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Bolts Beat: Extended OT option appealing

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Published:   |   Updated: November 16, 2013 at 08:31 PM

GLENDALE, Ariz. — One of the main topics to come out of last week’s general managers meetings in Toronto involved finding a way to reduce the number of shootouts that ultimately end up deciding games.

This can’t happen fast enough.

I fully understand and accept that shootouts are part of the game. I accept the fact that ties are no longer an option in the game, that a “winner’’ has to be decided.

I still do not like the idea that the “winner” is determined by an individual skill competition. Hockey is a team sport, always has been and always will be. So why should one guy who has mastered a one-on-one skill be the determining factor in the outcome of the game?

This debate is nothing new and will no doubt continue as long as the shootout remains a part of the game. The shootout is not likely to go away anytime soon.

But if there is a way to reduce the number of games that go to a shootout, I’m all for it.

The two main ideas that continue to be bantered around both involve an extended overtime session to 10 minutes.

One of the ideas is simply to keep the 4-on-4 format that has been in place and extend overtime beyond the five minutes to play a total of 10 minutes.

The other idea is to play five minutes of 4-on-4 and if no winner is determined, go to 3-on-3 for the final five minutes.

Both ideas retain the shootout if nobody scores in the overtime.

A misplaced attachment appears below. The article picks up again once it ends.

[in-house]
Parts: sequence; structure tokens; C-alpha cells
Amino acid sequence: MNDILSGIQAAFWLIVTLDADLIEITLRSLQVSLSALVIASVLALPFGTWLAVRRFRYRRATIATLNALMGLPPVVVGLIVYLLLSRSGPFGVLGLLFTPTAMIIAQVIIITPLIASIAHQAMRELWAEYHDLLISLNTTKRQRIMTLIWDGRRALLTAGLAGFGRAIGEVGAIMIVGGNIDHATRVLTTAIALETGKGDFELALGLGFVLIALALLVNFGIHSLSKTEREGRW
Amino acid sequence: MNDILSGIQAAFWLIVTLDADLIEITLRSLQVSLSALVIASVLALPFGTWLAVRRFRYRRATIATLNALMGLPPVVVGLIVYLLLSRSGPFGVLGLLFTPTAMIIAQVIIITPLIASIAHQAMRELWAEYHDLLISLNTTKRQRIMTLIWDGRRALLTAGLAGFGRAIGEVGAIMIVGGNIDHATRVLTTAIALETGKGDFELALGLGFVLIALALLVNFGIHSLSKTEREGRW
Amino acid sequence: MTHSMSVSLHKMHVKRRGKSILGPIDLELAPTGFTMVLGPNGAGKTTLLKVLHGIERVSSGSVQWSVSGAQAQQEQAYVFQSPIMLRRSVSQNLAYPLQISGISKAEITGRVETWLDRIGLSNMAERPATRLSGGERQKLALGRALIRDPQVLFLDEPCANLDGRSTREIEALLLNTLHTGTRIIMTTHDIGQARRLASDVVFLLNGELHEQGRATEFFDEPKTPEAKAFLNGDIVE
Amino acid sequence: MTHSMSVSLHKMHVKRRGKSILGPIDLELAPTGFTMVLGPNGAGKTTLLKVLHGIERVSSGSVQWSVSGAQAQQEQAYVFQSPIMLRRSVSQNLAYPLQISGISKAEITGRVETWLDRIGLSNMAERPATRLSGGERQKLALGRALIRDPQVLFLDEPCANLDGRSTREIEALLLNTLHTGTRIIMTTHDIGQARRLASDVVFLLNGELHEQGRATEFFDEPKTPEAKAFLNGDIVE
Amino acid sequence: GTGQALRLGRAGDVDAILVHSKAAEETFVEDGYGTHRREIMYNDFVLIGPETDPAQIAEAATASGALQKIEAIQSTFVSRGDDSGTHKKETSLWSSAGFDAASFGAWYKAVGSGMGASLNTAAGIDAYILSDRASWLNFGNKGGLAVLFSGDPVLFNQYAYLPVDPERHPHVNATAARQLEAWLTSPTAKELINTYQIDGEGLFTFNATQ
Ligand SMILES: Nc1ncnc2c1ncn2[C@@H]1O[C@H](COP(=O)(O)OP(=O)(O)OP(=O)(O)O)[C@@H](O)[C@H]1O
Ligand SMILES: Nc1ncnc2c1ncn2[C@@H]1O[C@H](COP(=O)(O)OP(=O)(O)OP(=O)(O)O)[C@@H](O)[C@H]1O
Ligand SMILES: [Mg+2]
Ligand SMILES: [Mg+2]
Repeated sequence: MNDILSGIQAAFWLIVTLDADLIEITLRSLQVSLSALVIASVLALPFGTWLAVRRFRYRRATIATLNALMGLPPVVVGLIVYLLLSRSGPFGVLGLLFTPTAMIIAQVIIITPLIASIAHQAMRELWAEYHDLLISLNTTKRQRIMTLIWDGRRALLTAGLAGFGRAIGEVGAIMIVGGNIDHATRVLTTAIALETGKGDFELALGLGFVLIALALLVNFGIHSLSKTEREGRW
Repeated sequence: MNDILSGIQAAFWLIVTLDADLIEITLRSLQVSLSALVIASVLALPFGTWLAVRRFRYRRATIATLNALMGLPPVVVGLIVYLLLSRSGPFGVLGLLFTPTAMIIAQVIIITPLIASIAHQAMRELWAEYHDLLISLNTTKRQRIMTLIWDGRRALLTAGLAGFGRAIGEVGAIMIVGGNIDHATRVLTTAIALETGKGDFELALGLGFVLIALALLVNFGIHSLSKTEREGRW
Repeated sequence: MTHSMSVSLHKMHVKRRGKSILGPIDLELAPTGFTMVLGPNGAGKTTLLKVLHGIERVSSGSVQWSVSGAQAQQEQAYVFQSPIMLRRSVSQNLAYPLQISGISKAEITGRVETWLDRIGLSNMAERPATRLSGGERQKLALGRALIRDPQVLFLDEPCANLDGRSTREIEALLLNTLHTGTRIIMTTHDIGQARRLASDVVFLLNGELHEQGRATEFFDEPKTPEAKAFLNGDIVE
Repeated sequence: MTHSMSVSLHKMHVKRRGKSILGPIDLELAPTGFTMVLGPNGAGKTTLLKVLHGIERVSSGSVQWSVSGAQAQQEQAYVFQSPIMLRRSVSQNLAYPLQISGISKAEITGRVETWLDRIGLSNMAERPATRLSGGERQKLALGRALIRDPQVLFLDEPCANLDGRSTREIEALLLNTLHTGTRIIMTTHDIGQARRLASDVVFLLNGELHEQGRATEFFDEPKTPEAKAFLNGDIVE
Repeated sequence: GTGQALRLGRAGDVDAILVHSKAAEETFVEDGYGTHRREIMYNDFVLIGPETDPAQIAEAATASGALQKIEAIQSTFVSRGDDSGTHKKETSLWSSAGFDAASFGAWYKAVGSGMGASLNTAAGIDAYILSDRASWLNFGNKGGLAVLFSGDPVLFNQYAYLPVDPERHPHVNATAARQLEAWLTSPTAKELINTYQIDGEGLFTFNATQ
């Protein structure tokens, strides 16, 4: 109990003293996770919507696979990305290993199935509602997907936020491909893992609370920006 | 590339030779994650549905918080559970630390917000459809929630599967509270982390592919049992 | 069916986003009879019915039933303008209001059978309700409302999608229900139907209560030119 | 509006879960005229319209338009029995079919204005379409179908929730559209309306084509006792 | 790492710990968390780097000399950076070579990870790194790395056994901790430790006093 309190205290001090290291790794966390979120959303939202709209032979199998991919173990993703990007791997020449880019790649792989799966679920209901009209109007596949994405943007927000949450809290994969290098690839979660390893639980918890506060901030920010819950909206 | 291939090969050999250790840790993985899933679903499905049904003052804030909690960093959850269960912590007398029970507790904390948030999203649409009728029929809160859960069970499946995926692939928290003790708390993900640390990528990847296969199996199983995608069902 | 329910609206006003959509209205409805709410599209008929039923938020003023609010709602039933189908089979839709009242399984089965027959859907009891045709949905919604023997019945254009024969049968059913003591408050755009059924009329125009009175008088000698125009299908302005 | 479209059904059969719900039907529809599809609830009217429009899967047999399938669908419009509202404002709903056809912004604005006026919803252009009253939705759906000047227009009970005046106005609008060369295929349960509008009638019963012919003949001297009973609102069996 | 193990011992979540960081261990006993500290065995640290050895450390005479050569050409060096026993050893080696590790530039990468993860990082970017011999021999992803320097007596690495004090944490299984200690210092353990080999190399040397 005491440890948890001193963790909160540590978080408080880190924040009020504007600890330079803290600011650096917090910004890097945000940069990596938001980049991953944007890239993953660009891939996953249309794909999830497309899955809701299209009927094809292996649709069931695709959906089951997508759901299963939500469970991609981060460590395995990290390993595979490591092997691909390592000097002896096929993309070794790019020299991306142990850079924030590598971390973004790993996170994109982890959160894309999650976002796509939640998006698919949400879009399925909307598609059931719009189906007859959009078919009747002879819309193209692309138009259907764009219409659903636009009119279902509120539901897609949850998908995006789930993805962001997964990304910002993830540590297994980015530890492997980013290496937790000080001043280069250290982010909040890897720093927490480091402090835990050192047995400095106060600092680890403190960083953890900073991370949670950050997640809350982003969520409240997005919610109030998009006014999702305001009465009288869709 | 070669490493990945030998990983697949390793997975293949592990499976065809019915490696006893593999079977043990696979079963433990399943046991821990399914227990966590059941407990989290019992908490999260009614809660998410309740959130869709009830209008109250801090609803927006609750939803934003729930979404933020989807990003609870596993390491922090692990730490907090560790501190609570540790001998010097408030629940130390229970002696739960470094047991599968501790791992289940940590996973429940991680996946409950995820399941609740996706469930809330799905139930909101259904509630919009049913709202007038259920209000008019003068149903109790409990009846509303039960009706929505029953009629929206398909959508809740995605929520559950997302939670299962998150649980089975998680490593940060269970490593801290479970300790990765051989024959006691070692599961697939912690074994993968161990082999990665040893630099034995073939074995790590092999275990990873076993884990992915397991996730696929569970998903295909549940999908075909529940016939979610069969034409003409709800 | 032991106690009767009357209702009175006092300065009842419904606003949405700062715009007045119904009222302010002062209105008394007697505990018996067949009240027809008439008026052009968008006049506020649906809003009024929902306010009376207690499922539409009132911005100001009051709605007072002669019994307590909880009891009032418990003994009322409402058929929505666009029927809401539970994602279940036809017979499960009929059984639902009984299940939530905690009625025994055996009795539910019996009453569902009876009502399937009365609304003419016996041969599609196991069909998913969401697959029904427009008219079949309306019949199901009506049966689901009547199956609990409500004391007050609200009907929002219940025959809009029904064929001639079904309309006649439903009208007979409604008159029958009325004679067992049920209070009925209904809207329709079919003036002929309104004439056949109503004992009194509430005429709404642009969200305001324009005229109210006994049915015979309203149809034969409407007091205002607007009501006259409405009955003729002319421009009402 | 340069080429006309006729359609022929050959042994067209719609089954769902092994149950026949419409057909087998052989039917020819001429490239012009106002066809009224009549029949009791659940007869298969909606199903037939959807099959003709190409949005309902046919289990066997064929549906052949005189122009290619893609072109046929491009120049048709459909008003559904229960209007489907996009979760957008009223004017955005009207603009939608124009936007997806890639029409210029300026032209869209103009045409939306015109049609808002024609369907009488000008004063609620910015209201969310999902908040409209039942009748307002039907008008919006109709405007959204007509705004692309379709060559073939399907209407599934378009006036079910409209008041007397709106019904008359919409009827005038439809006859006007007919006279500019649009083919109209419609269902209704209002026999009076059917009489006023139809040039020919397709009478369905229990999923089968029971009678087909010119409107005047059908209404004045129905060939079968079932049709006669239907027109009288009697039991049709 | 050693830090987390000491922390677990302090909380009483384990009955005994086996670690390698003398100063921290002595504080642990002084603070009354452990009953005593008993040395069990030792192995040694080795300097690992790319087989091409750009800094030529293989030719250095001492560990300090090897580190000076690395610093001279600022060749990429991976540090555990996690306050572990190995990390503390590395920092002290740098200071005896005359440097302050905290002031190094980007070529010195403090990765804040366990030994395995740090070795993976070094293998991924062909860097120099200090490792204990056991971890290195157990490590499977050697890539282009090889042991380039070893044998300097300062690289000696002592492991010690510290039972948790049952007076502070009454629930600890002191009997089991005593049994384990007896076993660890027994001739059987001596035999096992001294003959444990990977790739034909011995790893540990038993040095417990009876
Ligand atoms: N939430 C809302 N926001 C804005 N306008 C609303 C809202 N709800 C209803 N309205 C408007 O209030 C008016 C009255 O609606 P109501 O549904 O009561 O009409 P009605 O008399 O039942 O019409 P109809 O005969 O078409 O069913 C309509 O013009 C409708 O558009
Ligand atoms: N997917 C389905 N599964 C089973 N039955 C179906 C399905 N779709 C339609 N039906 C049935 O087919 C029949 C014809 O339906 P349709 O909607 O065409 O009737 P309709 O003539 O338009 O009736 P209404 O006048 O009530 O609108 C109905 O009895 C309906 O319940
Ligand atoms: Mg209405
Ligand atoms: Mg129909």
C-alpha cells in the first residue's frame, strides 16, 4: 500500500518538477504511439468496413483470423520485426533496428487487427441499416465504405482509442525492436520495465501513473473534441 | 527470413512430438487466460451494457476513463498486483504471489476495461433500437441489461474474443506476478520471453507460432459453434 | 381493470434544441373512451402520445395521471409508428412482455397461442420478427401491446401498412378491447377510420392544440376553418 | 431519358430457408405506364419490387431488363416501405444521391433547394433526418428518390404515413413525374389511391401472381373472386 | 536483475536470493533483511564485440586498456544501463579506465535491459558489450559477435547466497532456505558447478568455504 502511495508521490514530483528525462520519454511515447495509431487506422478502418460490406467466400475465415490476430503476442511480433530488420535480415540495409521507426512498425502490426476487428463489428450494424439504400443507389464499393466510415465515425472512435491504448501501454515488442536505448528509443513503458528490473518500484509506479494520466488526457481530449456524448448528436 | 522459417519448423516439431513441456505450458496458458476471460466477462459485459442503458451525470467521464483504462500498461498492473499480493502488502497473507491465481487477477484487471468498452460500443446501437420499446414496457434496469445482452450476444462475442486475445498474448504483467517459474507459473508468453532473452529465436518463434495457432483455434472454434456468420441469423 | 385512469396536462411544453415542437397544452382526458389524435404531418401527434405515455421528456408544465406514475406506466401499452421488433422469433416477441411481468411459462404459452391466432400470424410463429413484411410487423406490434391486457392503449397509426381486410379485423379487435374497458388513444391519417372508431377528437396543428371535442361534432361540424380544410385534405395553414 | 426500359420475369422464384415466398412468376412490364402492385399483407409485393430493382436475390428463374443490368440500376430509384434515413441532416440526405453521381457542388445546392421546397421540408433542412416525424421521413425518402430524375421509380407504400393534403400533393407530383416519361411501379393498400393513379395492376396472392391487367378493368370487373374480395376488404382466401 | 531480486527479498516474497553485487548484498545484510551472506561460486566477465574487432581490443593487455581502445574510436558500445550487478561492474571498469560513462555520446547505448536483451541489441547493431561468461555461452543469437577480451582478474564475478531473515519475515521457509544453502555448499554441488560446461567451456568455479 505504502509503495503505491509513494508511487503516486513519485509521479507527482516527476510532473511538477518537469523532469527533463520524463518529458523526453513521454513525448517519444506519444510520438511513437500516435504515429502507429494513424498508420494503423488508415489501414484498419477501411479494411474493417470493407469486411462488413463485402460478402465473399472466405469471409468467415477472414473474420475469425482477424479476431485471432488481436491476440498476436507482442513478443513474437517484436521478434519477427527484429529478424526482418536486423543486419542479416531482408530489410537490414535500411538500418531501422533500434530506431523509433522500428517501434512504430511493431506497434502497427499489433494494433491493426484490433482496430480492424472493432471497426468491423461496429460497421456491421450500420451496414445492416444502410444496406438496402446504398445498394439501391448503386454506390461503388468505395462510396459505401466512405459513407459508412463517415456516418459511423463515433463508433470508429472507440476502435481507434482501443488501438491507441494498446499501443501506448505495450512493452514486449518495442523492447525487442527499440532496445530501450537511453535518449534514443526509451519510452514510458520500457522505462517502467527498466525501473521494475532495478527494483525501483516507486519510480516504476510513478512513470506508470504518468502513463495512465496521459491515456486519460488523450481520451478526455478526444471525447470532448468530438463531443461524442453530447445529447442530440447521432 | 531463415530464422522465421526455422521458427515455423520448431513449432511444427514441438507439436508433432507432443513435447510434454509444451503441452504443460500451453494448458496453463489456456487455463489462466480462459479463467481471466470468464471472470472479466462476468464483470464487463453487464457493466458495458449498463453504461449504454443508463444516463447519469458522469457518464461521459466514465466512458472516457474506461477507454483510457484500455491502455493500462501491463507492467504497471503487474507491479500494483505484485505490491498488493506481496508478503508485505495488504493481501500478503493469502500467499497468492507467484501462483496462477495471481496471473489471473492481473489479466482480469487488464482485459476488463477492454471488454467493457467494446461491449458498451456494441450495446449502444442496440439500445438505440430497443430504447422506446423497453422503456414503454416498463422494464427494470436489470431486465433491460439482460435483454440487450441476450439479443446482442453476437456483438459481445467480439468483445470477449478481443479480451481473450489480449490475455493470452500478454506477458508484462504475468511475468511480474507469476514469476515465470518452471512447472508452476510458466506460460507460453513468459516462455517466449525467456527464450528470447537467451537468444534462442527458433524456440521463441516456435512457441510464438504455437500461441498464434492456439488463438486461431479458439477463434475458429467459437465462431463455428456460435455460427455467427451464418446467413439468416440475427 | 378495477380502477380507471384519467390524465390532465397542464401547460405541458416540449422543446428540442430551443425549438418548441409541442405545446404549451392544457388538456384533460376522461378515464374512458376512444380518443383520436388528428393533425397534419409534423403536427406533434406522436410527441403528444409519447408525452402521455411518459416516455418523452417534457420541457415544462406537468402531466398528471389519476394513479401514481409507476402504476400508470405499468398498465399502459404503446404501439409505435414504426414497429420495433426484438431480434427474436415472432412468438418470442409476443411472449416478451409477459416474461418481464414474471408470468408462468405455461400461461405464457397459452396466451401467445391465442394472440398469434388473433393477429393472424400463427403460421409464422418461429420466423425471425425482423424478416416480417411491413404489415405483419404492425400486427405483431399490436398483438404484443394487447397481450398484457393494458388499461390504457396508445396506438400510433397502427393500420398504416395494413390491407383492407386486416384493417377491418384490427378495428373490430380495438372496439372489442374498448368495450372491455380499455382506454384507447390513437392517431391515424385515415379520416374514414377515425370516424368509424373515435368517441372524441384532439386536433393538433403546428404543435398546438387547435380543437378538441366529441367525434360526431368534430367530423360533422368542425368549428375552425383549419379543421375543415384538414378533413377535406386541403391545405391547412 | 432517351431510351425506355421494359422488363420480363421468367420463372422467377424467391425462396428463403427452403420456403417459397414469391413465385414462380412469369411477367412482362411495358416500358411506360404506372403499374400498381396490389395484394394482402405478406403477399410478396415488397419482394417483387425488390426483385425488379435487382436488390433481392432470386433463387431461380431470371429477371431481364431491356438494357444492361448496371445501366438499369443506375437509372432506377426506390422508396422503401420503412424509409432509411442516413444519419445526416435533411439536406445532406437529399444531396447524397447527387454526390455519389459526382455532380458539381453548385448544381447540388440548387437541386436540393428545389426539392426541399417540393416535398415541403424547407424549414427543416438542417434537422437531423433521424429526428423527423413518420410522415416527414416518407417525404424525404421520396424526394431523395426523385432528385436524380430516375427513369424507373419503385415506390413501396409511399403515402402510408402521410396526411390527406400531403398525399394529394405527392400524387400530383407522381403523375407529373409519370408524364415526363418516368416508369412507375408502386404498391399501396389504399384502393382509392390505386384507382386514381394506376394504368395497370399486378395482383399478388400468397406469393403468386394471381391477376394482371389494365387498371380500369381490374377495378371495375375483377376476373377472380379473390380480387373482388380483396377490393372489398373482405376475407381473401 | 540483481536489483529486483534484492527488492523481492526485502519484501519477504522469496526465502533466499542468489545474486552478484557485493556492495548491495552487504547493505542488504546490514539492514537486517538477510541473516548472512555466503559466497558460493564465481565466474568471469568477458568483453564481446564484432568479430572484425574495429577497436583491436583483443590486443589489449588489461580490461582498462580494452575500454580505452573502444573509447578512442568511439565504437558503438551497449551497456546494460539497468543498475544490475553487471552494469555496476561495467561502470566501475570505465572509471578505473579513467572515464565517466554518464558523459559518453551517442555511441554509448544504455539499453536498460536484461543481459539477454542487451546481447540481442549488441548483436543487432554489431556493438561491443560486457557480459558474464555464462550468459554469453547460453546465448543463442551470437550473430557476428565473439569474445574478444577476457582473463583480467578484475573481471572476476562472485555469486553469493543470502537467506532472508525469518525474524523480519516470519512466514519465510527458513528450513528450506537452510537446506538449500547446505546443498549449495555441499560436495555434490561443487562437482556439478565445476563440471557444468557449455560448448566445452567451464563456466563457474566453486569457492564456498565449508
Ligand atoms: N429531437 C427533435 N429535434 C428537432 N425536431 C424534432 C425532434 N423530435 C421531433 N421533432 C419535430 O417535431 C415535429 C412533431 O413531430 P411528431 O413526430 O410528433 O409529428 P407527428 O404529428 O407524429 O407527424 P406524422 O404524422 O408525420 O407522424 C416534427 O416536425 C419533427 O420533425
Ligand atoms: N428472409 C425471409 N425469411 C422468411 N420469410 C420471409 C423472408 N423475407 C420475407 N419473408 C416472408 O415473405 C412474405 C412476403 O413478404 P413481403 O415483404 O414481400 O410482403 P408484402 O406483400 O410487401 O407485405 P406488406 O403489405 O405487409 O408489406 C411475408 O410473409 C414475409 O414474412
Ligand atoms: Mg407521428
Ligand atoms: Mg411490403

I’ve long been an advocate for expanded 4-on-4 overtime and I hope it happens soon.

Watching overtime under this format is fun and exciting hockey. There is more than enough open ice for players to work and create scoring opportunities. Under those parameters, one would think a winner would be established during team play with the additional five minutes of overtime. Plus this would make it more difficult for teams that firmly believe they have an advantage in a shootout from sitting back and trying to kill the five minutes wanting to get the game to the skills competition.

Give me this option over the 3-on-3 because I believe that with only six skaters on the ice, there is too much open ice.

“Less guys on the ice does not mean more scoring,” Tampa Bay Lightning head coach Jon Cooper said. “I’m not going to say that I’m for or against (3-on-3) but if we are going to do it for overtime, people come to watch a hockey game and I’d rather have 10 minutes of 4-on-4 than a 3-on-3, which becomes one guy logging the puck around. There is more room on the ice but it becomes a one-on-one game, so you might as well just go to the shootout because that’s a one-on-one game, too.

“We would adapt to whatever rule there is, but I don’t consider, personally, for 3-on-3 to be a more exciting brand of hockey.’’

So let’s go 4-on-4 for 10 minutes before getting to the shootout. Sure, it might add additional time to the game and five extra minutes throughout the course of a season could add up, but I’m a firm believer that more games would then end in overtime in a more exciting format and not require a shootout. Because nothing takes the excitement out of a tightly contested, entertaining hockey game than watching the Zamboni come out for a few slow drives up the middle of the ice for a shootout that normally takes only a few minutes to complete.

Let’s get more games decided in the expanded overtime format. Anything to avoid shootouts being the determining element.

eerlendsson@tampatrib.com

(813) 259-7835

Twitter: @erlendssonTBO

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